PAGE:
The amount, complexity and provenance of data have dramatically increased
in the past five years. Visualization of observed and simulated data is
a critical component of any social, environmental, biomedical or scientific
quest. Dynamic, exploratory and interactive visualization of multivariate
data, without preprocessing by dimensionality reduction, remains a nearly
insurmountable challenge. The Statistics Online Computational Resource
(www.SOCR.ucla.edu) provides portable online aids for probability and
statistics education, technology-based instruction and statistical computing.
We have developed a new Java-based infrastructure, SOCR Motion Charts,
for discovery-based exploratory analysis of multivariate data. This interactive
data visualization tool enables the visualization of high-dimensional
longitudinal data. SOCR Motion Charts allows mapping of ordinal,
nominal and quantitative variables onto time, 2D axes, size, colors, glyphs
and appearance characteristics, which facilitates the interactive display
of multidimensional data. We validated this new visualization paradigm
using several publicly available multivariate datasets including Ice-Thickness,
Housing Prices, Consumer Price Index, and California Ozone Data. SOCR
Motion Charts is designed using object-oriented programming, implemented
as a Java Web-applet and is available to the entire community on the web
at www.socr.ucla.edu/SOCR_MotionCharts. It can be used as an instructional
tool for rendering and interrogating high-dimensional data in the classroom,
as well as a research tool for exploratory data analysis.
Key Words: Statistics education; Exploratory data analysis;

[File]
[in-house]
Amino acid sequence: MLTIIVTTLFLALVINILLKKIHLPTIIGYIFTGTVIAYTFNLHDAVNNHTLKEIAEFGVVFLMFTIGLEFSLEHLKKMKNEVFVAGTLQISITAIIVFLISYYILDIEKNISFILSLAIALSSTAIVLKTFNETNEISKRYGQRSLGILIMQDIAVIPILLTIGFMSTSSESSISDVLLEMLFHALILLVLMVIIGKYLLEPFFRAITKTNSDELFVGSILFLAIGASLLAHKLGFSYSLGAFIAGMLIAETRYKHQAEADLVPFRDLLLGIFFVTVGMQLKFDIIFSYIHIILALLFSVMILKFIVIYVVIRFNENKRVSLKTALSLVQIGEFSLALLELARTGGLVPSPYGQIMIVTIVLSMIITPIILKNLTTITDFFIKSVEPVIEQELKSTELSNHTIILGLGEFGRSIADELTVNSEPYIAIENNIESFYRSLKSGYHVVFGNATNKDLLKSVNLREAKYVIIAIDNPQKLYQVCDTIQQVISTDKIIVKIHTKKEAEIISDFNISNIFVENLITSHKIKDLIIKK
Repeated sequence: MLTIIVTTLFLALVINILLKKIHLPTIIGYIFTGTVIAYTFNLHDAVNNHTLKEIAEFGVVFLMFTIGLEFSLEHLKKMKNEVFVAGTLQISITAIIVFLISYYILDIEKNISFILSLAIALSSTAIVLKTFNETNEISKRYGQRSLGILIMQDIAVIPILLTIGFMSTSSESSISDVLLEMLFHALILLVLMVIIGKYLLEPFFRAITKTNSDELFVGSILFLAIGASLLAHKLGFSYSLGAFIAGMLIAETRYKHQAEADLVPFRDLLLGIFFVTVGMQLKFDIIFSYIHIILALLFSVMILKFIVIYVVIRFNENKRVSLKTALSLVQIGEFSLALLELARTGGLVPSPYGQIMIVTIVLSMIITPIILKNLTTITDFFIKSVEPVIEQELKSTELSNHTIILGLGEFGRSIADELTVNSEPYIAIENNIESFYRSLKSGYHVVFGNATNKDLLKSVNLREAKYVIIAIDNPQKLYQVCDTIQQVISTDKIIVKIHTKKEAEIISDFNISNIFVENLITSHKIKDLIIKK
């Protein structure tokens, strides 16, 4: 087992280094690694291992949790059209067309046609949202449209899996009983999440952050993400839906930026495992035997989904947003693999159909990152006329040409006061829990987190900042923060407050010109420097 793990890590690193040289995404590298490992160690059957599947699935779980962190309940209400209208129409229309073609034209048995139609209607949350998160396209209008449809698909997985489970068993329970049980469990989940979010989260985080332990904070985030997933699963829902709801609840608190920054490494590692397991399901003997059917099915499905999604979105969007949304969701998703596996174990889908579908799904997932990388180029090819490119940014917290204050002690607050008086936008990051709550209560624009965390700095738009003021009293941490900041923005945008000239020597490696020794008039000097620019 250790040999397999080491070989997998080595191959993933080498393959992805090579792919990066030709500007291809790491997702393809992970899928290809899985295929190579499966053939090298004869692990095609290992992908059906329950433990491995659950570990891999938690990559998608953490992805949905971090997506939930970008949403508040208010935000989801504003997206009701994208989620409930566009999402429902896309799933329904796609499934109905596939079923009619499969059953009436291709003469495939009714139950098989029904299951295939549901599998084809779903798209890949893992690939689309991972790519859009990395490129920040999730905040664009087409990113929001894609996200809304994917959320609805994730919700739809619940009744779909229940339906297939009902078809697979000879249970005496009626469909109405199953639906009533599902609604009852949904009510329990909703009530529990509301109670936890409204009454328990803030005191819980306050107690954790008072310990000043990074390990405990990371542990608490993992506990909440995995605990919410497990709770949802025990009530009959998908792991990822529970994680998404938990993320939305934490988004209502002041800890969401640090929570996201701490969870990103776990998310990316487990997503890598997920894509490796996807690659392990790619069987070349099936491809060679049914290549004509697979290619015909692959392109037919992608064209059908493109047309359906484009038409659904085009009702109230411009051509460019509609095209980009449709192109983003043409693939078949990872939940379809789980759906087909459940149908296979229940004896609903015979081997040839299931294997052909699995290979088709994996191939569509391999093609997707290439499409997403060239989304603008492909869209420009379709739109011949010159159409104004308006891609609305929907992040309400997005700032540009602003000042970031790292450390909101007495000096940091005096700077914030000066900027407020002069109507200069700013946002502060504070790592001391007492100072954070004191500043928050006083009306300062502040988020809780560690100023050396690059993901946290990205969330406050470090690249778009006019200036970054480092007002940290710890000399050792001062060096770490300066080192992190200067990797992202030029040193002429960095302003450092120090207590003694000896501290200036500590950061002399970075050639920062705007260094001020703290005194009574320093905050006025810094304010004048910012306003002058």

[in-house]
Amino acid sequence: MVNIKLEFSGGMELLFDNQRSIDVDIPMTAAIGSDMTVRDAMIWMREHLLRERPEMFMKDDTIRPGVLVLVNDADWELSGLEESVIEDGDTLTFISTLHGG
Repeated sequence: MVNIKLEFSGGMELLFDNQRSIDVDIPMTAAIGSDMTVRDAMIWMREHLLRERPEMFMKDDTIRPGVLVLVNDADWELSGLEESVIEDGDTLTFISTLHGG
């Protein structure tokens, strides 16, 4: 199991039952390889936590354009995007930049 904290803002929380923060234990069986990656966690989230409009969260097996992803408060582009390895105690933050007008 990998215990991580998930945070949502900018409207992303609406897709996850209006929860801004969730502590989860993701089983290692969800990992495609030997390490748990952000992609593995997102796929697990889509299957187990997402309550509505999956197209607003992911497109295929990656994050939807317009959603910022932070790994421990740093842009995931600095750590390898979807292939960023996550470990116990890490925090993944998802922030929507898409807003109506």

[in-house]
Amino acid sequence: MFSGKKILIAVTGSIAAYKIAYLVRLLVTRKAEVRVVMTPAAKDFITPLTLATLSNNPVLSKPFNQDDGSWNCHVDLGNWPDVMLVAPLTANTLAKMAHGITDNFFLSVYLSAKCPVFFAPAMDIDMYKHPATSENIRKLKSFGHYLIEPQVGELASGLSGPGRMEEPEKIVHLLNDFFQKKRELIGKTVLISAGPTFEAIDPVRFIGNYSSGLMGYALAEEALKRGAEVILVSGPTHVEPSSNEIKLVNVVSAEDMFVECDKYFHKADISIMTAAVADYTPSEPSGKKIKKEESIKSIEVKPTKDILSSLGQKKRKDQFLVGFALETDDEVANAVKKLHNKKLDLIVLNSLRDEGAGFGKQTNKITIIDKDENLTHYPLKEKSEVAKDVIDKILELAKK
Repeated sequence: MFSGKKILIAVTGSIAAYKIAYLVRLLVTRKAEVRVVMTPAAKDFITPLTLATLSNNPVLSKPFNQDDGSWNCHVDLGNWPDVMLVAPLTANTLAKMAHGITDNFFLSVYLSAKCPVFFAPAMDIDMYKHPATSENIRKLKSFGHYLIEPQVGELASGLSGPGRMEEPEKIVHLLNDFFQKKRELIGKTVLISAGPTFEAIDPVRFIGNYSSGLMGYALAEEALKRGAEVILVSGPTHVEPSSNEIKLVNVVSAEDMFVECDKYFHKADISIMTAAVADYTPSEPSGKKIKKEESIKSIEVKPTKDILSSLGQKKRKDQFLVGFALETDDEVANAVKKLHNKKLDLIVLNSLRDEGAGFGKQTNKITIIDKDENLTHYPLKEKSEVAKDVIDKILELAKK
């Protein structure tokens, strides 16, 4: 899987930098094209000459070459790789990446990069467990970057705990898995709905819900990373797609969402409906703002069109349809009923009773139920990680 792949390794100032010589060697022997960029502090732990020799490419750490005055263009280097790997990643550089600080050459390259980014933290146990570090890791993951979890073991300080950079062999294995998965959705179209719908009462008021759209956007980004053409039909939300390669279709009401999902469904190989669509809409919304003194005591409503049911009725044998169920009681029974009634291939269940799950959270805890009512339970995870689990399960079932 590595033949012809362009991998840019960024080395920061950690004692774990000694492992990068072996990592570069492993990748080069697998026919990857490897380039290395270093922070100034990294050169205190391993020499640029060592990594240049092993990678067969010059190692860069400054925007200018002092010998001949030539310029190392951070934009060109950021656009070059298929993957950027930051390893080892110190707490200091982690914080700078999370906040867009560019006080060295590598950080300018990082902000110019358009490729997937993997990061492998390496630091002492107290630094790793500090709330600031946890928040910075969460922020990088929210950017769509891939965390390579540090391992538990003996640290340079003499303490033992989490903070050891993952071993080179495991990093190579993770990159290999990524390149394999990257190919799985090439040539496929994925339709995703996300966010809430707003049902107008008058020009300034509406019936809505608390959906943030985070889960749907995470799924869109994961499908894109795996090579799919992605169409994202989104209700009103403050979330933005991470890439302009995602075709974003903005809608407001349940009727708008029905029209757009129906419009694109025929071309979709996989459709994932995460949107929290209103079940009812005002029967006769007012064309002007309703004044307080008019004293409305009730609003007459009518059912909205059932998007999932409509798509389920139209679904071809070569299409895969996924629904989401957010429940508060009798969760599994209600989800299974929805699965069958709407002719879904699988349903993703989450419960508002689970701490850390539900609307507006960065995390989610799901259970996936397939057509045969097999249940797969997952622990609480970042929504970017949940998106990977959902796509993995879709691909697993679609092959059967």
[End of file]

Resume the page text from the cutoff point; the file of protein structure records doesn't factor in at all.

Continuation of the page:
Motion-charts; SOCR; Java; Applets; Activity.
The need for universities to achieve excellence in the services they provide has been the subject of
research for several decades. The idea of involving students and recognizing the importance of their
opinions has led to the creation of various models and tools. This paper focuses on teaching, a central
service from which improvement actions of an academic institution should always begin. The article reviews
and updates the previously developed Teaching Experiments and Student Feedback methodology. The methodology,
which is primarily addressed to statistics teachers, allows practical aspects to be organized and decisions to
be made based on data that has been collected from students and scientifically analyzed.
The steps for building a student satisfaction index are also described. This index, in its most complete version,
takes into account possible correlations between importance of the evaluated aspect and scores, both of which are
provided by the students. The paper presents an application of the methodology to a statistics course taught by one
of the authors.
Key Words: Course quality evaluation; Teaching experiments; Student satisfaction index;
Measuring improvement in education; SERVQUAL.
Novice problem solvers often fail to recognize structural similarities between problems they know
and a new problem because they are more concerned with the surface features rather than the structural
features of the problem. The surface features are the story line of the problem whereas the structural
features involve the relationships between objects in the problem. We used an online technology to
investigate whether students' self-explanations and reception of feedback influenced recognition of
similarities between surface features and structural features of statistical problems. On average students
in our experimental group gave 12 comments in the form of self-explanation and peer feedback. Students in
this Feedback group showed statistically significantly higher problem scores over the No-Feedback group;
however, the mean self-efficacy scores were lower for both groups after the problem solving experiment.
The incongruence in problem scores with self-efficacy scores was attributed to students over-rating of